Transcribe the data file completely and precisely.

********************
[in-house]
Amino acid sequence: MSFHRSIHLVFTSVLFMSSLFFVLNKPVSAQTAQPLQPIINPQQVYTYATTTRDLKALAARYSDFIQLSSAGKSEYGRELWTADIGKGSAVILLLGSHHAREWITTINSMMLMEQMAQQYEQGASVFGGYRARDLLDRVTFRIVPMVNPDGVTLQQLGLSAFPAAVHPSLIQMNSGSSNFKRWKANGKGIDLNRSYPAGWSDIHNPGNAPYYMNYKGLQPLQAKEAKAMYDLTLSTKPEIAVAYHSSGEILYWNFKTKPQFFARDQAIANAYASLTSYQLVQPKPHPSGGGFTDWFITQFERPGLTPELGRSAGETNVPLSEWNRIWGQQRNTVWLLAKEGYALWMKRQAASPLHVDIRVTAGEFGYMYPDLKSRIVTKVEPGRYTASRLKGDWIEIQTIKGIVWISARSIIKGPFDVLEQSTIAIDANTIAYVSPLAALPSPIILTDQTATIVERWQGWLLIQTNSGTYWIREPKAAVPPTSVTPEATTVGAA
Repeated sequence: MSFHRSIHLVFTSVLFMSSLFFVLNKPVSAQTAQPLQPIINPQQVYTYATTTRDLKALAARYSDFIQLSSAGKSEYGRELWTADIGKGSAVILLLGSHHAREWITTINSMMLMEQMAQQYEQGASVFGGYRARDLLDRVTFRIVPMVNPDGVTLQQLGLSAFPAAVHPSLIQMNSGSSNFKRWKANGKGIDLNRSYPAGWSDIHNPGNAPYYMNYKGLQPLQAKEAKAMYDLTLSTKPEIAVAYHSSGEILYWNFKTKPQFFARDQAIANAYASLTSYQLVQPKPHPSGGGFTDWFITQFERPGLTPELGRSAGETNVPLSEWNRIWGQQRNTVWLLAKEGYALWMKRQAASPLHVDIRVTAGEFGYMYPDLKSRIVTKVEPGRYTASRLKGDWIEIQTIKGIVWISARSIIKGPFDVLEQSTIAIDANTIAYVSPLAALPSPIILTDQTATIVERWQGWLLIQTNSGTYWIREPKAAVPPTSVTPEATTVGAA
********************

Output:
[in-house]
Amino acid sequence: MSFHRSIHLVFTSVLFMSSLFFVLNKPVSAQTAQPLQPIINPQQVYTYATTTRDLKALAARYSDFIQLSSAGKSEYGRELWTADIGKGSAVILLLGSHHAREWITTINSMMLMEQMAQQYEQGASVFGGYRARDLLDRVTFRIVPMVNPDGVTLQQLGLSAFPAAVHPSLIQMNSGSSNFKRWKANGKGIDLNRSYPAGWSDIHNPGNAPYYMNYKGLQPLQAKEAKAMYDLTLSTKPEIAVAYHSSGEILYWNFKTKPQFFARDQAIANAYASLTSYQLVQPKPHPSGGGFTDWFITQFERPGLTPELGRSAGETNVPLSEWNRIWGQQRNTVWLLAKEGYALWMKRQAASPLHVDIRVTAGEFGYMYPDLKSRIVTKVEPGRYTASRLKGDWIEIQTIKGIVWISARSIIKGPFDVLEQSTIAIDANTIAYVSPLAALPSPIILTDQTATIVERWQGWLLIQTNSGTYWIREPKAAVPPTSVTPEATTVGAA
Repeated sequence: MSFHRSIHLVFTSVLFMSSLFFVLNKPVSAQTAQPLQPIINPQQVYTYATTTRDLKALAARYSDFIQLSSAGKSEYGRELWTADIGKGSAVILLLGSHHAREWITTINSMMLMEQMAQQYEQGASVFGGYRARDLLDRVTFRIVPMVNPDGVTLQQLGLSAFPAAVHPSLIQMNSGSSNFKRWKANGKGIDLNRSYPAGWSDIHNPGNAPYYMNYKGLQPLQAKEAKAMYDLTLSTKPEIAVAYHSSGEILYWNFKTKPQFFARDQAIANAYASLTSYQLVQPKPHPSGGGFTDWFITQFERPGLTPELGRSAGETNVPLSEWNRIWGQQRNTVWLLAKEGYALWMKRQAASPLHVDIRVTAGEFGYMYPDLKSRIVTKVEPGRYTASRLKGDWIEIQTIKGIVWISARSIIKGPFDVLEQSTIAIDANTIAYVSPLAALPSPIILTDQTATIVERWQGWLLIQTNSGTYWIREPKAAVPPTSVTPEATTVGAA